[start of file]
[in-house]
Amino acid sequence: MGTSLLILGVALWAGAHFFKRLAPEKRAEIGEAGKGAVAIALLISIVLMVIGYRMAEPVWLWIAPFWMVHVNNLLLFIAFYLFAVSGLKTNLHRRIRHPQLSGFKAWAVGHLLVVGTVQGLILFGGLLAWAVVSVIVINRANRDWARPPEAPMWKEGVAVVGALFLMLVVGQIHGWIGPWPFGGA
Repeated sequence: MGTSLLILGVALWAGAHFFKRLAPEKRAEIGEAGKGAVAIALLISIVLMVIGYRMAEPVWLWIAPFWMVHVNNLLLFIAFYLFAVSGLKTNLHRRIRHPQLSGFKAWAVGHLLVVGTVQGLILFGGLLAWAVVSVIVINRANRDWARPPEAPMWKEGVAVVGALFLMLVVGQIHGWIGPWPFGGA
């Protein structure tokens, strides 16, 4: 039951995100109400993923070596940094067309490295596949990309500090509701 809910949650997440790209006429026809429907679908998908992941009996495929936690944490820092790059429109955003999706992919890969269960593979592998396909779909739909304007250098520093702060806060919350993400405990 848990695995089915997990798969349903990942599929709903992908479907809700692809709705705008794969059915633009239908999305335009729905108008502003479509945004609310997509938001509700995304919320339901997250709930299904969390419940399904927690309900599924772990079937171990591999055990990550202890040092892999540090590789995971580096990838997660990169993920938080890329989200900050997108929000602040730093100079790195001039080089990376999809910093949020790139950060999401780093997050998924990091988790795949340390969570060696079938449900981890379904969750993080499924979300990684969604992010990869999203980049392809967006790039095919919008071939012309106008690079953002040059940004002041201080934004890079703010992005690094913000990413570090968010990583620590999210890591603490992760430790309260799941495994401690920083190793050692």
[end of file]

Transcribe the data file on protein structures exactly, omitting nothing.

[in-house]
Amino acid sequence: MGTSLLILGVALWAGAHFFKRLAPEKRAEIGEAGKGAVAIALLISIVLMVIGYRMAEPVWLWIAPFWMVHVNNLLLFIAFYLFAVSGLKTNLHRRIRHPQLSGFKAWAVGHLLVVGTVQGLILFGGLLAWAVVSVIVINRANRDWARPPEAPMWKEGVAVVGALFLMLVVGQIHGWIGPWPFGGA
Repeated sequence: MGTSLLILGVALWAGAHFFKRLAPEKRAEIGEAGKGAVAIALLISIVLMVIGYRMAEPVWLWIAPFWMVHVNNLLLFIAFYLFAVSGLKTNLHRRIRHPQLSGFKAWAVGHLLVVGTVQGLILFGGLLAWAVVSVIVINRANRDWARPPEAPMWKEGVAVVGALFLMLVVGQIHGWIGPWPFGGA
């Protein structure tokens, strides 16, 4: 039951995100109400993923070596940094067309490295596949990309500090509701 809910949650997440790209006429026809429907679908998908992941009996495929936690944490820092790059429109955003999706992919890969269960593979592998396909779909739909304007250098520093702060806060919350993400405990 848990695995089915997990798969349903990942599929709903992908479907809700692809709705705008794969059915633009239908999305335009729905108008502003479509945004609310997509938001509700995304919320339901997250709930299904969390419940399904927690309900599924772990079937171990591999055990990550202890040092892999540090590789995971580096990838997660990169993920938080890329989200900050997108929000602040730093100079790195001039080089990376999809910093949020790139950060999401780093997050998924990091988790795949340390969570060696079938449900981890379904969750993080499924979300990684969604992010990869999203980049392809967006790039095919919008071939012309106008690079953002040059940004002041201080934004890079703010992005690094913000990413570090968010990583620590999210890591603490992760430790309260799941495994401690920083190793050692």